Thanks Renegade Expressions, I’m sorry it took so long to get this started as I was quite excited to have inspiration for a post.
Rules of the challenge:
- Three quotes for three days.
- Three nominees each day (no repetition).
- Thank the person who nominated you.
- Inform the nominees.
My first quote for this three days quotes challenge:
‘A nuh di fus day buckit go a well di bottom drop out’ – Unknown
Translation – The bottom of a bucket doesn’t fall out on its first trip to the well.
This expression has been playing in my head for a while. It’s a pretty straightforward quote – the first use of something isn’t usually the instance when it falls apart or fails but wear and tear will cause damage even if something is being used for its intended purpose.
That’s a life statement if ever I heard one. The times I have heard it used are more demonstrative of the way life can wear you down, about how we take things for granted. Important things like our health, our families and even our very selves.
When I use this statement it’s often with my temperament or my patience in mind. It’s often not the first annoyance, the first slight, the first instance of disrespect that will cause us to lose our tempers, to fall apart. We all have a capacity but one day something will happen that will break us.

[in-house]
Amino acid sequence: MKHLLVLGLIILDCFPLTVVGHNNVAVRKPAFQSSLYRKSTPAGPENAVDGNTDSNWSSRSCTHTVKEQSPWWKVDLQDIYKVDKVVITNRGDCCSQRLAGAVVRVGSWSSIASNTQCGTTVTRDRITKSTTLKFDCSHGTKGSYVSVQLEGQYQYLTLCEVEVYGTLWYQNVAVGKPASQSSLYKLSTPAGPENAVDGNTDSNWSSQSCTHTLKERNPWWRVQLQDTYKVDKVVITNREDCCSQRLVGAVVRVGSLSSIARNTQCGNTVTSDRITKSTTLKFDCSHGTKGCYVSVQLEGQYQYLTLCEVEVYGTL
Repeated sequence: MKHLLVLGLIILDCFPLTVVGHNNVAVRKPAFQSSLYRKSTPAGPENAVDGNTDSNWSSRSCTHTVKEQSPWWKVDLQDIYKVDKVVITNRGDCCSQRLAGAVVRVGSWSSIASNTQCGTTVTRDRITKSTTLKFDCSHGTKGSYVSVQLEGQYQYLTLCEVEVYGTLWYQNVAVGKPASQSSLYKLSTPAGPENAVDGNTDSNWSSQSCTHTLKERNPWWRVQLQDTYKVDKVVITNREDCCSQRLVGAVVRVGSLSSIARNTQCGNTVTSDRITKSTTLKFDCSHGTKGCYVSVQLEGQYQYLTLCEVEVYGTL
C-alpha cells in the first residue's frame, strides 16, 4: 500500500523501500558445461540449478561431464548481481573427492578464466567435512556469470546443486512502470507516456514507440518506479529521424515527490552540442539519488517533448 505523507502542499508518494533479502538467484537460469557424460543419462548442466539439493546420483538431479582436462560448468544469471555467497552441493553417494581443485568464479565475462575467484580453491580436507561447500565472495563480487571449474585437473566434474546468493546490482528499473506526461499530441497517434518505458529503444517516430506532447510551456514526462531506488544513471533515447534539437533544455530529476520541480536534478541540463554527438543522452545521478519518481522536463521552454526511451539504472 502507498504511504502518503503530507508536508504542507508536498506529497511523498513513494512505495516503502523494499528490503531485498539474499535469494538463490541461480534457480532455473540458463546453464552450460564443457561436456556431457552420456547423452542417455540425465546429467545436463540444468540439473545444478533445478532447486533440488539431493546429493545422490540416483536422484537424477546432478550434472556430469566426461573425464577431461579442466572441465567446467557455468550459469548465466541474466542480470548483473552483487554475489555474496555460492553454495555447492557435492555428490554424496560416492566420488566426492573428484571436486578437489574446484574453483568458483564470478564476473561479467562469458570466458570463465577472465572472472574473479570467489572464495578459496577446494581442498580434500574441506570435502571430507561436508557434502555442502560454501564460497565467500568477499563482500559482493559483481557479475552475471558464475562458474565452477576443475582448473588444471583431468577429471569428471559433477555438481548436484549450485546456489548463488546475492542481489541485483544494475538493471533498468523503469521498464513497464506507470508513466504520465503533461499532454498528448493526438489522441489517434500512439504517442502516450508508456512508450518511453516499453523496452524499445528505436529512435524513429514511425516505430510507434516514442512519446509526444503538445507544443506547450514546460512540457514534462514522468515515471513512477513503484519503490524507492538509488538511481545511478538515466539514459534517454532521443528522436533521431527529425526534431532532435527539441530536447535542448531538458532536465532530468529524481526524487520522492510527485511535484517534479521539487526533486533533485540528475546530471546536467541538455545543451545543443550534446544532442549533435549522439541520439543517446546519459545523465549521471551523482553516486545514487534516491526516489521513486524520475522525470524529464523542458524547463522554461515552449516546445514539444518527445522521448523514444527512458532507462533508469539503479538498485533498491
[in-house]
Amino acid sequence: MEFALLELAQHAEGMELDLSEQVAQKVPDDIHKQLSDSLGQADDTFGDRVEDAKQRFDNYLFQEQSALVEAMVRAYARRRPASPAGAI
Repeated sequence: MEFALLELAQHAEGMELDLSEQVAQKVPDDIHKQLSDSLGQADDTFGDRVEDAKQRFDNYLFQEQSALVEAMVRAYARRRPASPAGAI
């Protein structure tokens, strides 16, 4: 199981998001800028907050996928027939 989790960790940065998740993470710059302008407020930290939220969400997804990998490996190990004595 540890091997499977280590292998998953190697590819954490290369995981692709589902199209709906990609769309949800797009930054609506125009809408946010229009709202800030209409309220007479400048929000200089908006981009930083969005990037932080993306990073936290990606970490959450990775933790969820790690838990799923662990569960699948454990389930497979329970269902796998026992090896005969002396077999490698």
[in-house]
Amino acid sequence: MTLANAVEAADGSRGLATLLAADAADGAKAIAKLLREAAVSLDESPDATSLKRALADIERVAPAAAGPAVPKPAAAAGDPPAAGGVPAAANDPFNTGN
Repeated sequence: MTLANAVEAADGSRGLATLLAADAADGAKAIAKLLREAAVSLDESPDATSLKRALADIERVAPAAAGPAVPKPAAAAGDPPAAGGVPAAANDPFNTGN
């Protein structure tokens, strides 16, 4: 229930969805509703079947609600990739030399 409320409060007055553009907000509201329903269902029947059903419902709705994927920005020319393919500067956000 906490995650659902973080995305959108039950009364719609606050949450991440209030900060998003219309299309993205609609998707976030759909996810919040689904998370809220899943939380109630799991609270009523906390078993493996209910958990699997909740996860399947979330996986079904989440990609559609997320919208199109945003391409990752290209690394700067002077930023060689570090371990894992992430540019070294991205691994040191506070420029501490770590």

But it can go so much deeper than that. People tend to take resilience for granted. We go to our jobs, we cater to our families and too often they don’t realize that we’re doing more than we were built for and that it’s causing wear and tear and that one day the bottom of the bucket is going to fall out. One day, we’ll have done as much as we can do and that will be it. Some of us are forced to carry more water than we are built for and even then, it’s not the first or even the hundredth time that will prove to be our undoing. Some of us are carelessly maintained, tossed aside and forgotten when not in use.
For me this statement is a reminder of the value of the vessel and the importance of caring for it, respecting it’s capacity and accepting that it’s life span and usage are finite. The vessel is me and I have come to a point in life where I refuse to be used beyond my capacity, where I try to ensure that I am taken care of and properly maintained. Most importantly, I have a newfound respect for my mortality, for the finiteness of my existence. One day, regardless of the proper usage and care, the vessel will break down and I will be no more. Until then, I’ll be the best bucket I can be.